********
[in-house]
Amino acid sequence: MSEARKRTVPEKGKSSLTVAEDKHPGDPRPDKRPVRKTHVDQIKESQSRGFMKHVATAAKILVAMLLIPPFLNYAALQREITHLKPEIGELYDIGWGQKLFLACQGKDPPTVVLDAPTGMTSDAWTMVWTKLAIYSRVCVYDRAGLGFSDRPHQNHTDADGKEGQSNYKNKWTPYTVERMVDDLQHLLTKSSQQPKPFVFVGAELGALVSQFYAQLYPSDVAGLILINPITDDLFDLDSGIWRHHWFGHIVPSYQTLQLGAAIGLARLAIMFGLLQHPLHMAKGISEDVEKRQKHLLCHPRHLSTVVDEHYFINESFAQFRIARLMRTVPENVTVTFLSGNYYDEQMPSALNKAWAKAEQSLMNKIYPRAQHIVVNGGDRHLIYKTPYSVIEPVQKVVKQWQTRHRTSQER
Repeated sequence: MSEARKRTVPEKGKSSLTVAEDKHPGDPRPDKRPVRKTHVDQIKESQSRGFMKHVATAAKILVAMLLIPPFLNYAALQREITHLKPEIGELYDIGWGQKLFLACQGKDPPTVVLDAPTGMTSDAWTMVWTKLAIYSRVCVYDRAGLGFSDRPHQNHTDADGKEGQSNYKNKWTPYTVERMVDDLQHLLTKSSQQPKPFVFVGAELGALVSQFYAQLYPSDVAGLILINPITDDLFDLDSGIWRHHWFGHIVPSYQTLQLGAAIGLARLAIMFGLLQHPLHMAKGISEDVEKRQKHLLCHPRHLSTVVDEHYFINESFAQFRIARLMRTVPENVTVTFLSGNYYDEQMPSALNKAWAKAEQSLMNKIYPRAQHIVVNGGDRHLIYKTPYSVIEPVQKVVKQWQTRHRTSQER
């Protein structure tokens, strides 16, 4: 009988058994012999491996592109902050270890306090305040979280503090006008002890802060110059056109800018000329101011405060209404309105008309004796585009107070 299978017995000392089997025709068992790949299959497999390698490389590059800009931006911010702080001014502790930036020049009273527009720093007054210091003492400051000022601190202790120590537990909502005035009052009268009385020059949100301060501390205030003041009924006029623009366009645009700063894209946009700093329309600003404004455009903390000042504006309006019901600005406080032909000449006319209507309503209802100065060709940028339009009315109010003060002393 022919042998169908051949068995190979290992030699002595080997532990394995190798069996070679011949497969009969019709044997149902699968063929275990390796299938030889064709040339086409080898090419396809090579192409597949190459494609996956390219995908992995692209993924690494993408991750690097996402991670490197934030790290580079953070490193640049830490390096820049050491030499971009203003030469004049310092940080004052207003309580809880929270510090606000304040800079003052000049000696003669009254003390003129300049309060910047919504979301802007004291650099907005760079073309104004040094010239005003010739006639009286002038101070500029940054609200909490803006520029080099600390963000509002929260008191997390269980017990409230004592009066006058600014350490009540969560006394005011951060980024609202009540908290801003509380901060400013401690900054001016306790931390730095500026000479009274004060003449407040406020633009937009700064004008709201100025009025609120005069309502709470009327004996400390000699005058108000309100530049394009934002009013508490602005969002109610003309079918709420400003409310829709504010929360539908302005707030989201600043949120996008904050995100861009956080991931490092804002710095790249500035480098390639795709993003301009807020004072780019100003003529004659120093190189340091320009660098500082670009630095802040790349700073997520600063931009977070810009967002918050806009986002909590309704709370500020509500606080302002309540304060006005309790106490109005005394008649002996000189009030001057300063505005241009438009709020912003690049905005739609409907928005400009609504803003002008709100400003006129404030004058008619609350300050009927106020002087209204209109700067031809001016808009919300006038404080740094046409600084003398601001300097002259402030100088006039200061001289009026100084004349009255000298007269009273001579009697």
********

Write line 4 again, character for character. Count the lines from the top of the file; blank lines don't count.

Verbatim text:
């Protein structure tokens, strides 16, 4: 009988058994012999491996592109902050270890306090305040979280503090006008002890802060110059056109800018000329101011405060209404309105008309004796585009107070 299978017995000392089997025709068992790949299959497999390698490389590059800009931006911010702080001014502790930036020049009273527009720093007054210091003492400051000022601190202790120590537990909502005035009052009268009385020059949100301060501390205030003041009924006029623009366009645009700063894209946009700093329309600003404004455009903390000042504006309006019901600005406080032909000449006319209507309503209802100065060709940028339009009315109010003060002393 022919042998169908051949068995190979290992030699002595080997532990394995190798069996070679011949497969009969019709044997149902699968063929275990390796299938030889064709040339086409080898090419396809090579192409597949190459494609996956390219995908992995692209993924690494993408991750690097996402991670490197934030790290580079953070490193640049830490390096820049050491030499971009203003030469004049310092940080004052207003309580809880929270510090606000304040800079003052000049000696003669009254003390003129300049309060910047919504979301802007004291650099907005760079073309104004040094010239005003010739006639009286002038101070500029940054609200909490803006520029080099600390963000509002929260008191997390269980017990409230004592009066006058600014350490009540969560006394005011951060980024609202009540908290801003509380901060400013401690900054001016306790931390730095500026000479009274004060003449407040406020633009937009700064004008709201100025009025609120005069309502709470009327004996400390000699005058108000309100530049394009934002009013508490602005969002109610003309079918709420400003409310829709504010929360539908302005707030989201600043949120996008904050995100861009956080991931490092804002710095790249500035480098390639795709993003301009807020004072780019100003003529004659120093190189340091320009660098500082670009630095802040790349700073997520600063931009977070810009967002918050806009986002909590309704709370500020509500606080302002309540304060006005309790106490109005005394008649002996000189009030001057300063505005241009438009709020912003690049905005739609409907928005400009609504803003002008709100400003006129404030004058008619609350300050009927106020002087209204209109700067031809001016808009919300006038404080740094046409600084003398601001300097002259402030100088006039200061001289009026100084004349009255000298007269009273001579009697």